with full-thickness tissue loss. Good mobility with no significant restriction in function compares with preinjury levels was evident a 6 month follow up.d) An additional radially based keystone flap is devised. based upon the size of the defect and swelling within the tissues. f) Appearance at 7 days postoperation with sound early healing and noticable keratosis from rest in a splint. e) Closure is undertaken over a small suction drain with use of Luer-lok syringe-based suction.6 A 42 year old. the V-Y points of the ulnar flap are progressiing well. a) Staged debridement of the injury resulted in exposure of the median nerve proximally and the transverse carpal ligament in the palm via a 4 x 3 cm defect. Protected range of motion exercises are begun for the thumb. Conjoint flap vascularity . e) A billateral flap advancement (type IV) is undertaken over a small suction drain. g) Appearance at 6 weeks with good function and aesthetic. c) & d) The inherent laxity of the hypothenar complex permitted direct closure of the defect. f) Due to untoward tension. b) A hypothenar keystone island flap based on a conjoint supply via perforators from the ulnar neurovascular bundle and the palmar cutaneouse branch of the ulnar nerve. little and ring fingers. right-handes man fell off his bicycle njures the palmar surface of his right hand. Conjoint flap vascularity Time (operation/cost) 90 minutes Life quality (and aesthetical) Good with normal function and acceptable aesthetics Complication Nil Fig 10. with division of the radial aspect of Guyon’s canal to facilitate advancement into the defect. i) Excellent skin graft take is evedent. Immediate reconstruction was a necessity. showing good skin graft take and reliable healing of both keystone flaps. h) Despite swelling. g) Appearance at 9 days. a small fenestrated full-thickness skin graft is applied to the radial flap’s secondary defect over the thumb.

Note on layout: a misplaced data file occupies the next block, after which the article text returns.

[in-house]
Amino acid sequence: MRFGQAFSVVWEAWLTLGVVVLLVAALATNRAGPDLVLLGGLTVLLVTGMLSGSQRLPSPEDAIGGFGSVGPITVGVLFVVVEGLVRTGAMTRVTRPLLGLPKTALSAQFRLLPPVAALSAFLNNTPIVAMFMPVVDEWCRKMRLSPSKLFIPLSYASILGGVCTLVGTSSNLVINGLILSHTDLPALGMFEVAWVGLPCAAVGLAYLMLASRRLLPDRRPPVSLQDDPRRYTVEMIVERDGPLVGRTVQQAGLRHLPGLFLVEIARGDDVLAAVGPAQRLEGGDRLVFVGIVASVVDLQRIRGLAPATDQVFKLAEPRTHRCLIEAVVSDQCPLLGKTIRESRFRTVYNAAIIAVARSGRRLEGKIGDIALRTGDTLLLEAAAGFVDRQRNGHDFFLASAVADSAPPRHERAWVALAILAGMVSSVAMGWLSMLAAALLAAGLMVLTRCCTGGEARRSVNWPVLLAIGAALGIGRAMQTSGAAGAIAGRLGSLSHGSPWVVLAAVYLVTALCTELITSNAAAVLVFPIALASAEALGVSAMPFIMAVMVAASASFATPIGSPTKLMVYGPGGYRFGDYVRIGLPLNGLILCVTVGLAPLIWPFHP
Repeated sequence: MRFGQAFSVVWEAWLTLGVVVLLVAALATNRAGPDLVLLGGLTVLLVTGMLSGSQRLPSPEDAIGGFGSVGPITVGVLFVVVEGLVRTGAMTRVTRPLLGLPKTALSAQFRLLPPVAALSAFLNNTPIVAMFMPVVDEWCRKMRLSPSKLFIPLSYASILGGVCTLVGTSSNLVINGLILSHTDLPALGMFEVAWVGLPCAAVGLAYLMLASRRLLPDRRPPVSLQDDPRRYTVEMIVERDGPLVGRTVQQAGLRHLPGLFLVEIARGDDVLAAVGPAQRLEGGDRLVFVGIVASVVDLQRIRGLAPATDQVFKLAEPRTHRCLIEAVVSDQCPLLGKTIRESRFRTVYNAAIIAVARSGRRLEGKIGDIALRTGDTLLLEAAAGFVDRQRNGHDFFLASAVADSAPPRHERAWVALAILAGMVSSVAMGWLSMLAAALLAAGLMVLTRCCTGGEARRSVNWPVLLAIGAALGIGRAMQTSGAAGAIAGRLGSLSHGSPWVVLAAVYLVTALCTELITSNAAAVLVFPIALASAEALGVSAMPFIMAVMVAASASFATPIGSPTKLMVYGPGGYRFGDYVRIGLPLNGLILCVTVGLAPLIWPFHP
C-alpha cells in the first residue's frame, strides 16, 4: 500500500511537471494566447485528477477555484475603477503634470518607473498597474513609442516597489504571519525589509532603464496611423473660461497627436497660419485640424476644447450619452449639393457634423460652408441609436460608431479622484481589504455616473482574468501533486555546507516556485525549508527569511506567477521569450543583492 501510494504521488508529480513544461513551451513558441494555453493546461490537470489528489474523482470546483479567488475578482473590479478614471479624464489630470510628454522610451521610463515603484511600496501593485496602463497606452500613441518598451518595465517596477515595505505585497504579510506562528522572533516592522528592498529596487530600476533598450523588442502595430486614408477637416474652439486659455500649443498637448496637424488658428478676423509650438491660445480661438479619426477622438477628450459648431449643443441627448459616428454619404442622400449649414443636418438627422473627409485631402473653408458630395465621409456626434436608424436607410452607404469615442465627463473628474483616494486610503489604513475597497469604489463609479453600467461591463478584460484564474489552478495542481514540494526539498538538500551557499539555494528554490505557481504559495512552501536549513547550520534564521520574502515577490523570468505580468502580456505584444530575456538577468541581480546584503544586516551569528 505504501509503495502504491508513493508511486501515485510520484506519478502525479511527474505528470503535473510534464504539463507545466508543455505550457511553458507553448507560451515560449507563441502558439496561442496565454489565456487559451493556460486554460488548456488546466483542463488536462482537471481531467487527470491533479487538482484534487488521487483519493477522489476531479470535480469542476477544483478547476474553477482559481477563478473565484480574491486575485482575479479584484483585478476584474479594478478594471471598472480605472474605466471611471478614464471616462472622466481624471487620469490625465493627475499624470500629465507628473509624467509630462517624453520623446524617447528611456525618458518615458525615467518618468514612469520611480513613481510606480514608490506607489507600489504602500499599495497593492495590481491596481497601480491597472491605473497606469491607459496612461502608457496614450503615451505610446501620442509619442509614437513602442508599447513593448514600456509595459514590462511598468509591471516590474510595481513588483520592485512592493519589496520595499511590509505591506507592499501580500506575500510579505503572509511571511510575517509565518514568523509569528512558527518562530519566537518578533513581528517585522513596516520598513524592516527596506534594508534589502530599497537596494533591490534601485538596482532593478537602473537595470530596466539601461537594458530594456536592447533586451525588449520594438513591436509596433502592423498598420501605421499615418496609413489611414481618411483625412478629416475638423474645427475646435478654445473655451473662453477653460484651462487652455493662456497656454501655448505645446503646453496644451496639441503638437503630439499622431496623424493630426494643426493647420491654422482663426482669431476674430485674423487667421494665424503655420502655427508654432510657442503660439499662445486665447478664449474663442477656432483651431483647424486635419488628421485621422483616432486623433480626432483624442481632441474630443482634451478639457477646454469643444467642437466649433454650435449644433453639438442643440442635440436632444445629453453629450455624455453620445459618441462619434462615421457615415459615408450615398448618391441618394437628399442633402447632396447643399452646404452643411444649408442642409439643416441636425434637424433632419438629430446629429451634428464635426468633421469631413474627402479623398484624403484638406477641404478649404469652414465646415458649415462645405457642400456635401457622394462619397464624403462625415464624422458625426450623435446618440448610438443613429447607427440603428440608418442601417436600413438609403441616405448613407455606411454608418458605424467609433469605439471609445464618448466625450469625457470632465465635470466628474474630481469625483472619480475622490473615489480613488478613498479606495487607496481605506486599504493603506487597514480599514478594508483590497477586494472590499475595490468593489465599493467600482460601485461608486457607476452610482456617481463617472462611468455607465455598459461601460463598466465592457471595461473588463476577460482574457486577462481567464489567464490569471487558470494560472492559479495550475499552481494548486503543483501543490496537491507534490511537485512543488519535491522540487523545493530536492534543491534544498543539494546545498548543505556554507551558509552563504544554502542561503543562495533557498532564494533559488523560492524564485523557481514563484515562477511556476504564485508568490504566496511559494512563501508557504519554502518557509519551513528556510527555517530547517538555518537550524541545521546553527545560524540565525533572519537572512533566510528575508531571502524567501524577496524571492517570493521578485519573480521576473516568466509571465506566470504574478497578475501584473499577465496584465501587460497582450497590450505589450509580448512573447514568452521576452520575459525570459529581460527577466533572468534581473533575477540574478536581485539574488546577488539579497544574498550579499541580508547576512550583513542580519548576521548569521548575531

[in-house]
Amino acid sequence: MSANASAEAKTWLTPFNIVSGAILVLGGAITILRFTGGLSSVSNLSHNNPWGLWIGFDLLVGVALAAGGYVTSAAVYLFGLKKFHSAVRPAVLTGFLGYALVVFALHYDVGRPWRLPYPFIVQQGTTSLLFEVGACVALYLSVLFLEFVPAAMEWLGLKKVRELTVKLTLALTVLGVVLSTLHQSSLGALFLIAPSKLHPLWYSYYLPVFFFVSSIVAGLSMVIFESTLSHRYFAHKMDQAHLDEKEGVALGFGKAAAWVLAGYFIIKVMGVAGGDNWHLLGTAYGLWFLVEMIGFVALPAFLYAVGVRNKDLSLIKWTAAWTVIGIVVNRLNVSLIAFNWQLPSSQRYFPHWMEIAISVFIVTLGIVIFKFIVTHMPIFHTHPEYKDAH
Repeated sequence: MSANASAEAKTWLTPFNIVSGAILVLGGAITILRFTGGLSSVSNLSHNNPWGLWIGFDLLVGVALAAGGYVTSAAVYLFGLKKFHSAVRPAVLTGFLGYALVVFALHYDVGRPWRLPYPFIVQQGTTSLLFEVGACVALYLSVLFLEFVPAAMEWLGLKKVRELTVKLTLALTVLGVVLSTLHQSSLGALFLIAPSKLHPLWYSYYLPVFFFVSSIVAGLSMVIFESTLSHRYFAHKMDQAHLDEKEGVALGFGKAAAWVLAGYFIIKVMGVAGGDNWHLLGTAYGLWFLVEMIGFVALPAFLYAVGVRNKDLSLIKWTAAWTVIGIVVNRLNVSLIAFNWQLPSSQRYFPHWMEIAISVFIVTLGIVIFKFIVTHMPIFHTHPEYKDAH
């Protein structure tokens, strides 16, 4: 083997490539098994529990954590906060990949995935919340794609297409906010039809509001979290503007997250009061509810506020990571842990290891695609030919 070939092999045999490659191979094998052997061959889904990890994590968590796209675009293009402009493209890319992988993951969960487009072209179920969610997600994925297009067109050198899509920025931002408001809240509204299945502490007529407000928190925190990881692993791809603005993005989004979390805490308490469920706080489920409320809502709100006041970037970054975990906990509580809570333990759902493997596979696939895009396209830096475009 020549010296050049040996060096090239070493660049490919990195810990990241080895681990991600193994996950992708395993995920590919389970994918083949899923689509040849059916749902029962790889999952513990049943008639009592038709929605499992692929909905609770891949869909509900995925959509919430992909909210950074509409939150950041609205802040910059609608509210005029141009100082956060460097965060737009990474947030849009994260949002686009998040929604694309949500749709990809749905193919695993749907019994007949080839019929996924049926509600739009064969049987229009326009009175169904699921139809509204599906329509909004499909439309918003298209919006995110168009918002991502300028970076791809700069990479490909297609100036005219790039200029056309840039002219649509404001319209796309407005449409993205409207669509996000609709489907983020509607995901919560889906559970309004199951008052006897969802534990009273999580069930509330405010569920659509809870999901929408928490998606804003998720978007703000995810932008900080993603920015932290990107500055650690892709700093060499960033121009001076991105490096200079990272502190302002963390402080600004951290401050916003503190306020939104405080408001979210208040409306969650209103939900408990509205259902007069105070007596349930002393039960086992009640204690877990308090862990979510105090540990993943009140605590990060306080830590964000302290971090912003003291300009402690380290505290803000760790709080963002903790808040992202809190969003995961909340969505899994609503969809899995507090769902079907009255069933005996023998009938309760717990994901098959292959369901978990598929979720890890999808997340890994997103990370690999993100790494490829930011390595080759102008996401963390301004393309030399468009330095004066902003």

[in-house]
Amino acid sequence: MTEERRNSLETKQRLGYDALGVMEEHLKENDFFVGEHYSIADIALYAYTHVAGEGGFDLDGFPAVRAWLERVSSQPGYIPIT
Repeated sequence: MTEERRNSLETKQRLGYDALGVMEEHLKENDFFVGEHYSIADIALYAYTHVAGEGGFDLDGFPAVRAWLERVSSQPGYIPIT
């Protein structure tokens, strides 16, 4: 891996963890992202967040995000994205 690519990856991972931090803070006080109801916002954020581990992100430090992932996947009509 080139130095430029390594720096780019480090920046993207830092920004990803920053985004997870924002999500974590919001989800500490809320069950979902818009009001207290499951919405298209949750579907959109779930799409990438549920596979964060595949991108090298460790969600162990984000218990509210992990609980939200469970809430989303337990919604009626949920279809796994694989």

Free-flap reconstruction was considered but a local option was sought. robust vascularised soft tissue coverage that is suitbale for many traumatic defects and has suitable aesthetics. three are often multiple competing problems. In cases of severe trauma. based in peroneal musculocutaneous perforators. The keystone flp rovides reliable. f) A vsacular flare is evident. wound breakdown that occurred with exposure of the full length of the fibula. It is most suited to isolated. g) Appearance once the flap is inset with even tension and subsequent good wound healing. with previous trauma to the flap indicated by a healed split-thickness skin graft. Through assessment of the trauma patient is essential for successful outcomes. and is most suitable where revascularisation. Conjoint flap vascularity Time (operation/cost) 70 minutes Life quality (and aesthetics0 Goood with normal function and acceptable aesthetics Complications Nil Summary Flap reconstruction in trauma should follow the principle of complex assessment followed by the use of the simplest. c) A keystine flap over the posterolateral aspect of the leg is devised. e) The red dot sign indicated reliable vascularity (the quaternary response). acceptable appearance Complications Nil Fig 10. but can be used very . including within the skin graft on the flap. composite tissue or large volume reconstruction are required. d) The flap is elevated eith division of the deep fascia. Careful consideration of all reconsttructive option in the given patient (and setting) maximises the chances of correctly identifying the simples form of reconstruction that will achieves the most appropriate outcomes. following removal of the plate fixation. Free-tissue transfer is a complex form of reconstruction for taumatic defects.7 A 46 year old male with previouse open reduction. most appropriate solution. internal fixation and. simple low-velocity trauma in the subacute setting. a) & b) Defect size 25 x 3 cm with noticeable screw hole defect in the bone.Time (operation/cost) 45 minutes Life quality (and aesthetics) Good—back to riding his bike to collect his wine.

A systematic approach to the trauma patient shouls correctly identifity those patients with the most to benefit from such a reconstructive approach. .effectively in other presentations with consideration and care.